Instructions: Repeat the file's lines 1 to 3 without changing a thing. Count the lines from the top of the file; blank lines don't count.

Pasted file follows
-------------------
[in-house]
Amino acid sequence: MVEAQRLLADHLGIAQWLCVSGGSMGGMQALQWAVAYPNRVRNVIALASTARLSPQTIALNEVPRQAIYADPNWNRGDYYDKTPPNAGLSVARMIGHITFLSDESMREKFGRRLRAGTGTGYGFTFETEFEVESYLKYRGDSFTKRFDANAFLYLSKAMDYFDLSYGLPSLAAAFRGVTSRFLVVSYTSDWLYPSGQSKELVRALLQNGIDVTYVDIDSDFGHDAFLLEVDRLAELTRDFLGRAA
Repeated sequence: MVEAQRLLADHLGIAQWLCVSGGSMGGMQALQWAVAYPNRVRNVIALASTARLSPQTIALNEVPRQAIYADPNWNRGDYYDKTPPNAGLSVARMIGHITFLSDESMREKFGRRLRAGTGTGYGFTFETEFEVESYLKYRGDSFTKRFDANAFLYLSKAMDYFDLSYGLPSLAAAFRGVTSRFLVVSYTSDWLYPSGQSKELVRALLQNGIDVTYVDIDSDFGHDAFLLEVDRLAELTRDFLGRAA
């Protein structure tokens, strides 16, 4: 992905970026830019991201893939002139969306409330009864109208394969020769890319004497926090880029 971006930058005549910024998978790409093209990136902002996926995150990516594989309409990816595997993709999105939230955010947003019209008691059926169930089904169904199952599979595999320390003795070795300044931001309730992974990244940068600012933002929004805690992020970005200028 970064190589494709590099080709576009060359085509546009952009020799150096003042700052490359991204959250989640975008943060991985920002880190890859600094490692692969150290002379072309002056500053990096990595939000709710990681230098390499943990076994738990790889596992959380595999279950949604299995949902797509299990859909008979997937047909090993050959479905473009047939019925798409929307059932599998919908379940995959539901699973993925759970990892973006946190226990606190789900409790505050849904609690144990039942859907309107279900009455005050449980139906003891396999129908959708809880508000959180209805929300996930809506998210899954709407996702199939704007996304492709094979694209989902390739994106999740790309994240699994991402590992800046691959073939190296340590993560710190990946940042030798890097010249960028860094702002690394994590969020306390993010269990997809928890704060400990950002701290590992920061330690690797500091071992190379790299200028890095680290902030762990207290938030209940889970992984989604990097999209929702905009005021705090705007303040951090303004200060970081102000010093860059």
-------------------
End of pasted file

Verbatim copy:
[in-house]
Amino acid sequence: MVEAQRLLADHLGIAQWLCVSGGSMGGMQALQWAVAYPNRVRNVIALASTARLSPQTIALNEVPRQAIYADPNWNRGDYYDKTPPNAGLSVARMIGHITFLSDESMREKFGRRLRAGTGTGYGFTFETEFEVESYLKYRGDSFTKRFDANAFLYLSKAMDYFDLSYGLPSLAAAFRGVTSRFLVVSYTSDWLYPSGQSKELVRALLQNGIDVTYVDIDSDFGHDAFLLEVDRLAELTRDFLGRAA
Repeated sequence: MVEAQRLLADHLGIAQWLCVSGGSMGGMQALQWAVAYPNRVRNVIALASTARLSPQTIALNEVPRQAIYADPNWNRGDYYDKTPPNAGLSVARMIGHITFLSDESMREKFGRRLRAGTGTGYGFTFETEFEVESYLKYRGDSFTKRFDANAFLYLSKAMDYFDLSYGLPSLAAAFRGVTSRFLVVSYTSDWLYPSGQSKELVRALLQNGIDVTYVDIDSDFGHDAFLLEVDRLAELTRDFLGRAA